Proposition 227
Single-sex classes and schools
Stereotype
Whenever you work with students, you should avoid these; remember that your students are individuals and should treat them as such
TAKS
Acceleration
Assistive Technology
Bodily-kinesthetic intelligence
“body smart”
Collaboration
Detracking
Refers to a movement to eliminate school tracking practices (having heterogeneous NOT homogeneous)
Emotional intelligence
Refers to recognizing, using, understanding, and managing emotions; children who have low EQ “social outcasts”
Exceptionality
Refers to learners who need special help to reach their full potential (and includes students with disabilities and giftedness)
Gardner
Book “Frames of Mind” in 1985
Theory of Multiple Intelligences (MI’s)
Question is no longer, “How smart is this student”, but rather, “How is this student smart?”
Goleman
IDEA
Federal law passed in the 1990’s, which extends full educationa services and provision to people identified with disabilities; delineates 13 categories of disabilites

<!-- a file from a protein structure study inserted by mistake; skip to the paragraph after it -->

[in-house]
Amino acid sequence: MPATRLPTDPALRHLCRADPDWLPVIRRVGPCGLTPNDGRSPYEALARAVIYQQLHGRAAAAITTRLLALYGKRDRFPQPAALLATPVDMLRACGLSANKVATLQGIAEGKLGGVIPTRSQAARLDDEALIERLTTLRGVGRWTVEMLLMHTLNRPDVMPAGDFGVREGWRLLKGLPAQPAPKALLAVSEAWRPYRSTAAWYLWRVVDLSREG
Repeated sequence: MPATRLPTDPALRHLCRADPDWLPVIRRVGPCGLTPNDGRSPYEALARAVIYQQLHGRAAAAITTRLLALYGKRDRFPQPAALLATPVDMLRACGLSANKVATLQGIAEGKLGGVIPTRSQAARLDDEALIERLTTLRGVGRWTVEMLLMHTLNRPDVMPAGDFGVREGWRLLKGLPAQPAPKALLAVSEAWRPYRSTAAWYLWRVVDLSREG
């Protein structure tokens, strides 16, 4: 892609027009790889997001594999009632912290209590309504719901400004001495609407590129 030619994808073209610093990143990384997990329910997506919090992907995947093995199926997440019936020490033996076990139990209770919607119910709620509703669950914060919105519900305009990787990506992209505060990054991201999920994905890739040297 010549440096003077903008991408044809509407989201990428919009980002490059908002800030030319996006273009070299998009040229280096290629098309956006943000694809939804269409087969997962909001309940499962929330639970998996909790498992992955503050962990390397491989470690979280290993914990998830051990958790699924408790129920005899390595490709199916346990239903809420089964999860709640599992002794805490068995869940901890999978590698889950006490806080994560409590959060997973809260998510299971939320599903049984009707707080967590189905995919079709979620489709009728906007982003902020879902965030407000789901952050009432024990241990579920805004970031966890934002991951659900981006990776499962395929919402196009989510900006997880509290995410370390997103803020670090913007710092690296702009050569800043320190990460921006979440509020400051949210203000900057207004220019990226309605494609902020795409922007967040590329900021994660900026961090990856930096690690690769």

IEP
Individualized Educational Plan
Each child with a disability is to have an IEP, a written document developed by a team of people that specifies goals, objectives, services, and educations for a student who has a disability and IDEA eligible
Interpersonal intelligence
“people smart”
Learning style
Linguistic intelligence
“word smart”
LRE
Least Restrictive Environment; Principle of special education that protects students with disabilities from being inappropriately segregated; it calls for the program best suited to meeting a student’s special needs without segregating the student from the regular educational program
Musical intelligence
“music smart”
Naturalist intelligence
“nature smart”
Oakes
Principles of special education